Mark Faherty, files, Associated Press
PORTLAND, Maine — The Atlantic puffin population is at risk in the United States, and there are signs the seabirds are in distress in other parts of the world.
In the Gulf of Maine, the comical-looking seabirds have been dying of starvation and losing body weight, possibly because of shifting fish populations as ocean temperatures rise, according to scientists.
The survival rates of fledglings on Maine's two largest puffin colonies plunged last summer, and puffins are in declining health at the largest puffin colony in the Gulf, on a Canadian island about 10 miles off eastern Maine. Dozens of emaciated birds were found washed ashore in Massachusetts and Bermuda this past winter, likely victims of starvation.
Whether dead puffins will continue washing up on shore and puffin chick survival rates will stay low remains to be seen. But there are enough signals suggesting that puffins and other seabirds could be in trouble, said Rebecca Holberton, a professor at the University of Maine who has studied puffins for years.
"It's our marine canary in a coal mine, if you will," she said.
The situation has drawn the attention of scientists at the National Oceanic and Atmospheric Administration's Northeast Fisheries Science Center in Woods Hole, Mass., who are looking at how shifting fish populations can affect the productivity of puffins, as well as Arctic terns.
With its colorful striped beak, pear-shaped body and amusing waddle, the Atlantic puffin is sometimes called the clown of the sea. It's also held up as a poster child for successful seabird restoration.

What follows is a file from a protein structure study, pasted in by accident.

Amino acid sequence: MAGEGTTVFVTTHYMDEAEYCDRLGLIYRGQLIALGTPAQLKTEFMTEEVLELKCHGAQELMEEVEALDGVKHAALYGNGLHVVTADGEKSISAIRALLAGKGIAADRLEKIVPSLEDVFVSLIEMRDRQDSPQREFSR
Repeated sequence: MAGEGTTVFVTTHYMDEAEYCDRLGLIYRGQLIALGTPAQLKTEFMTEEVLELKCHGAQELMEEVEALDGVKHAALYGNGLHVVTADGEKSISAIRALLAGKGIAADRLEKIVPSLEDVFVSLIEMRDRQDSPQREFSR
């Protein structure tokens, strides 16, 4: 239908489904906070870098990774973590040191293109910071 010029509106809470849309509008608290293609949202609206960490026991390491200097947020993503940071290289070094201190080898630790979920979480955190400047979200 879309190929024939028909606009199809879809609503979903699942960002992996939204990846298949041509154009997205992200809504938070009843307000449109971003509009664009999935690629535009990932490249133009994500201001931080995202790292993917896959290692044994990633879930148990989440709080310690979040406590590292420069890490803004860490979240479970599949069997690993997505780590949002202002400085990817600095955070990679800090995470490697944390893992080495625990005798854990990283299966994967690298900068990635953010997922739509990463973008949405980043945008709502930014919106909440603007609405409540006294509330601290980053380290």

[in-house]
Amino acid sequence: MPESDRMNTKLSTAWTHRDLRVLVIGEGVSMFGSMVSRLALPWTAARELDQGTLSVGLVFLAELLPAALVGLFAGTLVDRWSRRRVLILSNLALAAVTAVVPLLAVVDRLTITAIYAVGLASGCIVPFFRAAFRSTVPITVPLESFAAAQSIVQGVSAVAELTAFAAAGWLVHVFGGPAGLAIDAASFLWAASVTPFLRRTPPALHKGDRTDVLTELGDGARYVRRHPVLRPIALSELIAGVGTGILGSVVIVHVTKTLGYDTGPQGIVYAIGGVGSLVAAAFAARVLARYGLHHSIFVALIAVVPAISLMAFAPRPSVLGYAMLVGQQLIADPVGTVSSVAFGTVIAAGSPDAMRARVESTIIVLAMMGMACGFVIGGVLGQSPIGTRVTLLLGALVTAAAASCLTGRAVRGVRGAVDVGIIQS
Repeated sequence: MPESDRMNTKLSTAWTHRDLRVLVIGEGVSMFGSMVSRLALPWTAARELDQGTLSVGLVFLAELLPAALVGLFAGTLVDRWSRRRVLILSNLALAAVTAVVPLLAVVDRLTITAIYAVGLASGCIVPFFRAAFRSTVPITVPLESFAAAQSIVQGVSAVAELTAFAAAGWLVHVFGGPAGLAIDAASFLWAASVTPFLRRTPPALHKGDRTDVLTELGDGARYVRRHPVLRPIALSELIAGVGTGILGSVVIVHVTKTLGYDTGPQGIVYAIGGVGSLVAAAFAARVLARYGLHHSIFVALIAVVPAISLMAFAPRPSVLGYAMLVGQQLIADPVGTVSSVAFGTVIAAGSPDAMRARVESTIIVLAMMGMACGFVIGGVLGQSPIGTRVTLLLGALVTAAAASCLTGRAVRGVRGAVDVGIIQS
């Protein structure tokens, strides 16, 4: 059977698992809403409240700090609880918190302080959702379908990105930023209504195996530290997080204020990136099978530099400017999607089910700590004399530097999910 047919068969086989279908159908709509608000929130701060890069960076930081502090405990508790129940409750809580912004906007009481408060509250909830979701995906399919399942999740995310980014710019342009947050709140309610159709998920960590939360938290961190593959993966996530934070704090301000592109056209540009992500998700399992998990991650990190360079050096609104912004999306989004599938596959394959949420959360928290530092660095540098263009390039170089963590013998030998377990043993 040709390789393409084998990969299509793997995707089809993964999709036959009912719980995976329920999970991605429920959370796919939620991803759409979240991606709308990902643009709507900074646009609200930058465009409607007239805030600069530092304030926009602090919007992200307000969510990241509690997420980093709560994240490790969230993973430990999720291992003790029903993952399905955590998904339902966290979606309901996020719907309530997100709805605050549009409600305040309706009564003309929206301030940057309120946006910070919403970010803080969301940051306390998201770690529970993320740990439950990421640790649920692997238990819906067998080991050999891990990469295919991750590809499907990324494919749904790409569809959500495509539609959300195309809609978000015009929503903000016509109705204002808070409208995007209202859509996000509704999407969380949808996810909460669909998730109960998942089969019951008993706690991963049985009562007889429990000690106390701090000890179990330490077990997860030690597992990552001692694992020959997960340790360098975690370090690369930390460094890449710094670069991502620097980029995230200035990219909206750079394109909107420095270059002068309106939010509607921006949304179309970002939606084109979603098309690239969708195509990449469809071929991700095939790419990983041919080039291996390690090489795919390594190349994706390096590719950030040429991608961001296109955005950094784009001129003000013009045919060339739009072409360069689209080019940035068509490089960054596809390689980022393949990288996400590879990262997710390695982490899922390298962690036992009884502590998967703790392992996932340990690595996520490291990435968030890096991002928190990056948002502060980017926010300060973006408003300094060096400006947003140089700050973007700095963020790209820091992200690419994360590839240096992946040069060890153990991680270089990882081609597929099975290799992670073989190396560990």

An estimated 6 to 8 million puffins live across the North Atlantic, from Maine to northern Russia. But they almost disappeared from Maine after settlers hunted them in the late 1800s for food, eggs and feathers. By 1901, only one pair of puffins nested in Maine, on remote Matinicus Rock.
Steve Kress, director of the National Audubon Society's seabird restoration program, has worked to restore and maintain the puffin population off the Maine coast for the past 40 years. Puffins spend most of their lives at sea, coming ashore only to breed each spring before returning to the ocean in August. The chicks swim to sea about 40 days after hatching and typically return to the islands after two years.
More than 2,000 of the birds are now in Maine, the vast majority on three islands. But the chick survival rates on the two largest colonies took a dive last summer, possibly because of a lack of herring, their primary food source, Kress said.
On Seal Island, a national wildlife refuge 20 miles offshore that's home to about 1,000 puffins, only 31 percent of the laid eggs produced fledglings, down from the five-year average of 77 percent. Similar numbers were experienced at Matinicus Rock, a nearby island with more than 800 birds.
Instead of feeding their young primarily herring, puffin parents were giving them large numbers of butterfish, a more southerly fish that's becoming more abundant in the Gulf or perhaps more accessible to seabirds because they've moved higher up in the water column. But the chicks ended up starving to death because the butterfish were too big and round for them to swallow, Kress said. Piles of uneaten butterfish were found next to some of the dead birds.
Kress thinks the upward trend in Gulf of Maine water temperatures could be to blame, with last year's record readings causing butterfish to grow faster earlier in the season because of an early phytoplankton bloom, upon which they feed. With a low survival rate, unexplained die-offs and extreme ocean conditions washing away puffin burrows on Seal Island — something he's never seen before — Kress is concerned about what future years will bring.
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